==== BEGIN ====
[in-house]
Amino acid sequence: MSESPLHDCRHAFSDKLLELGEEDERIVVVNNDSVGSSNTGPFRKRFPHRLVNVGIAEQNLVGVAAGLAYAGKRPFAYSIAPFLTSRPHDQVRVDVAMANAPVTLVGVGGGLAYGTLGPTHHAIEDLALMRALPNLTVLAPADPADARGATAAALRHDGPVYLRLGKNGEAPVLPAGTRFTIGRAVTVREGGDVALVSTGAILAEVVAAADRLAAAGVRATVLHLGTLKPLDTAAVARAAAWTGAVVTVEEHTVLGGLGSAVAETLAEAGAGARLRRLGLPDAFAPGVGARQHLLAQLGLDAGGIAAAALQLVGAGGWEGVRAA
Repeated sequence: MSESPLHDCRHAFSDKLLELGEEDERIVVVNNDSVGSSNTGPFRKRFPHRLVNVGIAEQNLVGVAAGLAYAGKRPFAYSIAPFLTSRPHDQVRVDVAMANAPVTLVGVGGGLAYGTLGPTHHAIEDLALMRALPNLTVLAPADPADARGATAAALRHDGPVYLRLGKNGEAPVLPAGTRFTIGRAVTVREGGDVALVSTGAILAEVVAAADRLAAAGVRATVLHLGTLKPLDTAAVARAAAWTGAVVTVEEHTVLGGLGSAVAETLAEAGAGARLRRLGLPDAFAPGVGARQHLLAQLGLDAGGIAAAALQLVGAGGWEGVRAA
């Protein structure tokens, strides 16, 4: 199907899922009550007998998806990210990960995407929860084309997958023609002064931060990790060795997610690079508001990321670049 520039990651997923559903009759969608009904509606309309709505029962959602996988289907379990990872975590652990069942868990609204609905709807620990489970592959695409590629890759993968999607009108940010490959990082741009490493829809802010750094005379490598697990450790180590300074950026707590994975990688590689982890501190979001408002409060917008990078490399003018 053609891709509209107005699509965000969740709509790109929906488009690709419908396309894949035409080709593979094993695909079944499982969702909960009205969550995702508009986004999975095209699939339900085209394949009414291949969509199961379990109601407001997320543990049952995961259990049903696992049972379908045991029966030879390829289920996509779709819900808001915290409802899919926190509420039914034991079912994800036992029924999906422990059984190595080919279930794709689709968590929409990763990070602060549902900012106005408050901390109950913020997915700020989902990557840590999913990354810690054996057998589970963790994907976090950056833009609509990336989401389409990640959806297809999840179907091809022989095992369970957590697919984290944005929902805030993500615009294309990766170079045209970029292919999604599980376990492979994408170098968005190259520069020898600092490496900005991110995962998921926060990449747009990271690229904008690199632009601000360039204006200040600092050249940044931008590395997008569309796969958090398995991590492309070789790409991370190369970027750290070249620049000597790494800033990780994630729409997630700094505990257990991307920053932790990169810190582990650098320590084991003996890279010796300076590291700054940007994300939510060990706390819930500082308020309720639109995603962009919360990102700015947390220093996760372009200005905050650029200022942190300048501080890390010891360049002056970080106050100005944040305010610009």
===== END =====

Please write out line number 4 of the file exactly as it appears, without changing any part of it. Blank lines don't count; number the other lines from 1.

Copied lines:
């Protein structure tokens, strides 16, 4: 199907899922009550007998998806990210990960995407929860084309997958023609002064931060990790060795997610690079508001990321670049 520039990651997923559903009759969608009904509606309309709505029962959602996988289907379990990872975590652990069942868990609204609905709807620990489970592959695409590629890759993968999607009108940010490959990082741009490493829809802010750094005379490598697990450790180590300074950026707590994975990688590689982890501190979001408002409060917008990078490399003018 053609891709509209107005699509965000969740709509790109929906488009690709419908396309894949035409080709593979094993695909079944499982969702909960009205969550995702508009986004999975095209699939339900085209394949009414291949969509199961379990109601407001997320543990049952995961259990049903696992049972379908045991029966030879390829289920996509779709819900808001915290409802899919926190509420039914034991079912994800036992029924999906422990059984190595080919279930794709689709968590929409990763990070602060549902900012106005408050901390109950913020997915700020989902990557840590999913990354810690054996057998589970963790994907976090950056833009609509990336989401389409990640959806297809999840179907091809022989095992369970957590697919984290944005929902805030993500615009294309990766170079045209970029292919999604599980376990492979994408170098968005190259520069020898600092490496900005991110995962998921926060990449747009990271690229904008690199632009601000360039204006200040600092050249940044931008590395997008569309796969958090398995991590492309070789790409991370190369970027750290070249620049000597790494800033990780994630729409997630700094505990257990991307920053932790990169810190582990650098320590084991003996890279010796300076590291700054940007994300939510060990706390819930500082308020309720639109995603962009919360990102700015947390220093996760372009200005905050650029200022942190300048501080890390010891360049002056970080106050100005944040305010610009």